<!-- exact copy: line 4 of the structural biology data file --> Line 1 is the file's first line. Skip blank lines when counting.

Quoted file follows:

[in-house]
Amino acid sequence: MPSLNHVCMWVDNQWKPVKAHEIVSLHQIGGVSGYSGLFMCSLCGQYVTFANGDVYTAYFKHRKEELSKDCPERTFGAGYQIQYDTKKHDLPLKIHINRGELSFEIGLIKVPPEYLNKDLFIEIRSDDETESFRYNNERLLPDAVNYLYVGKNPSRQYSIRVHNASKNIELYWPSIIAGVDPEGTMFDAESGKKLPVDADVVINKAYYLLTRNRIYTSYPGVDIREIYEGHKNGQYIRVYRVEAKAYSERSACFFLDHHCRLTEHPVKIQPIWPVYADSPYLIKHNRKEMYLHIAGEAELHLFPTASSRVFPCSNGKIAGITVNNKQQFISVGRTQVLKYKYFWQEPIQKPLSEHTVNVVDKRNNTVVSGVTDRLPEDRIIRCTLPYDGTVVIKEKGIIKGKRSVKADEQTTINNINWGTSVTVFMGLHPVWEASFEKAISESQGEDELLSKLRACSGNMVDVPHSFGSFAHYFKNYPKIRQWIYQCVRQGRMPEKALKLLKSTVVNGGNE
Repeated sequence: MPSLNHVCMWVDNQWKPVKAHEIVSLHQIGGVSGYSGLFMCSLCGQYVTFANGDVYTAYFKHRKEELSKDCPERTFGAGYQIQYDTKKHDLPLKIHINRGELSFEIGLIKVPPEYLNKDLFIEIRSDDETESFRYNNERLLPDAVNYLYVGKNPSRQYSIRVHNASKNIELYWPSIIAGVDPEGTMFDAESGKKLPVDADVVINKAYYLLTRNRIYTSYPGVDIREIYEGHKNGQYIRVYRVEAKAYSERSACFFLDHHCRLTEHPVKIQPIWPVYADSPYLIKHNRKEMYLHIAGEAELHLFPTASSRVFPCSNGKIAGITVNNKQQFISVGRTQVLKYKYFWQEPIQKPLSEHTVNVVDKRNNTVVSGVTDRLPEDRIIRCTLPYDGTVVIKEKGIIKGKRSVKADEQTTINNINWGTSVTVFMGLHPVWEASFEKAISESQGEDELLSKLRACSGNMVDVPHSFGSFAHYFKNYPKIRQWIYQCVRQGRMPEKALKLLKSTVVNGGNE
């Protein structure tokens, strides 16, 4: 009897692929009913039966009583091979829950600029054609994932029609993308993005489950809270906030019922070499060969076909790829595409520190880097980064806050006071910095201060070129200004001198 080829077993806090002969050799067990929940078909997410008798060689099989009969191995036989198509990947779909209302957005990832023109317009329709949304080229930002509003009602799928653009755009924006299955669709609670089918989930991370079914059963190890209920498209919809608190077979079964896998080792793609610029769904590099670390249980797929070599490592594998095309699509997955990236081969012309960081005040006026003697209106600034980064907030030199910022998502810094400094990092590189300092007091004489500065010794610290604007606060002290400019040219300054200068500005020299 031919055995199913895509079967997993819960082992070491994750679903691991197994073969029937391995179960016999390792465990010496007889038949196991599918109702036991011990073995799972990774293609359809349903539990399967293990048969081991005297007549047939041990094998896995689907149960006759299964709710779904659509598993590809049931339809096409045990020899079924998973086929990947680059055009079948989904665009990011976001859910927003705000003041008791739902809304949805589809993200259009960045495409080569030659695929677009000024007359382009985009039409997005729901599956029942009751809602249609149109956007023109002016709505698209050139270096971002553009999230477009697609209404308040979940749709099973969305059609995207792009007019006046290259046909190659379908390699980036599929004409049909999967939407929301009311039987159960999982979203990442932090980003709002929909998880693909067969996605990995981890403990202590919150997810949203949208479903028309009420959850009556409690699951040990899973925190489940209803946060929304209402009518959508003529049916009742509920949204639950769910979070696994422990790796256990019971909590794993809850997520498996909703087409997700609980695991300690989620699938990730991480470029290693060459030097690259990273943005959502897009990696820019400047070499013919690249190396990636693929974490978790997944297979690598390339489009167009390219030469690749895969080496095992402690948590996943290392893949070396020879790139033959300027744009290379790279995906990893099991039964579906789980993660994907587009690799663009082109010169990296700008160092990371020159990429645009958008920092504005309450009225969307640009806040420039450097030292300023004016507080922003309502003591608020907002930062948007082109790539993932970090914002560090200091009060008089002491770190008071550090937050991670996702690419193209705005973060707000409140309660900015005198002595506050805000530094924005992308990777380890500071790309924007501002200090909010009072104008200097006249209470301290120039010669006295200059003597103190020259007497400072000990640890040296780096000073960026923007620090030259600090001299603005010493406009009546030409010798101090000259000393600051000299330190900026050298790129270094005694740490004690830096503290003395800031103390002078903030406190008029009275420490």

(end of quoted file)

């Protein structure tokens, strides 16, 4: 009897692929009913039966009583091979829950600029054609994932029609993308993005489950809270906030019922070499060969076909790829595409520190880097980064806050006071910095201060070129200004001198 080829077993806090002969050799067990929940078909997410008798060689099989009969191995036989198509990947779909209302957005990832023109317009329709949304080229930002509003009602799928653009755009924006299955669709609670089918989930991370079914059963190890209920498209919809608190077979079964896998080792793609610029769904590099670390249980797929070599490592594998095309699509997955990236081969012309960081005040006026003697209106600034980064907030030199910022998502810094400094990092590189300092007091004489500065010794610290604007606060002290400019040219300054200068500005020299 031919055995199913895509079967997993819960082992070491994750679903691991197994073969029937391995179960016999390792465990010496007889038949196991599918109702036991011990073995799972990774293609359809349903539990399967293990048969081991005297007549047939041990094998896995689907149960006759299964709710779904659509598993590809049931339809096409045990020899079924998973086929990947680059055009079948989904665009990011976001859910927003705000003041008791739902809304949805589809993200259009960045495409080569030659695929677009000024007359382009985009039409997005729901599956029942009751809602249609149109956007023109002016709505698209050139270096971002553009999230477009697609209404308040979940749709099973969305059609995207792009007019006046290259046909190659379908390699980036599929004409049909999967939407929301009311039987159960999982979203990442932090980003709002929909998880693909067969996605990995981890403990202590919150997810949203949208479903028309009420959850009556409690699951040990899973925190489940209803946060929304209402009518959508003529049916009742509920949204639950769910979070696994422990790796256990019971909590794993809850997520498996909703087409997700609980695991300690989620699938990730991480470029290693060459030097690259990273943005959502897009990696820019400047070499013919690249190396990636693929974490978790997944297979690598390339489009167009390219030469690749895969080496095992402690948590996943290392893949070396020879790139033959300027744009290379790279995906990893099991039964579906789980993660994907587009690799663009082109010169990296700008160092990371020159990429645009958008920092504005309450009225969307640009806040420039450097030292300023004016507080922003309502003591608020907002930062948007082109790539993932970090914002560090200091009060008089002491770190008071550090937050991670996702690419193209705005973060707000409140309660900015005198002595506050805000530094924005992308990777380890500071790309924007501002200090909010009072104008200097006249209470301290120039010669006295200059003597103190020259007497400072000990640890040296780096000073960026923007620090030259600090001299603005010493406009009546030409010798101090000259000393600051000299330190900026050298790129270094005694740490004690830096503290003395800031103390002078903030406190008029009275420490």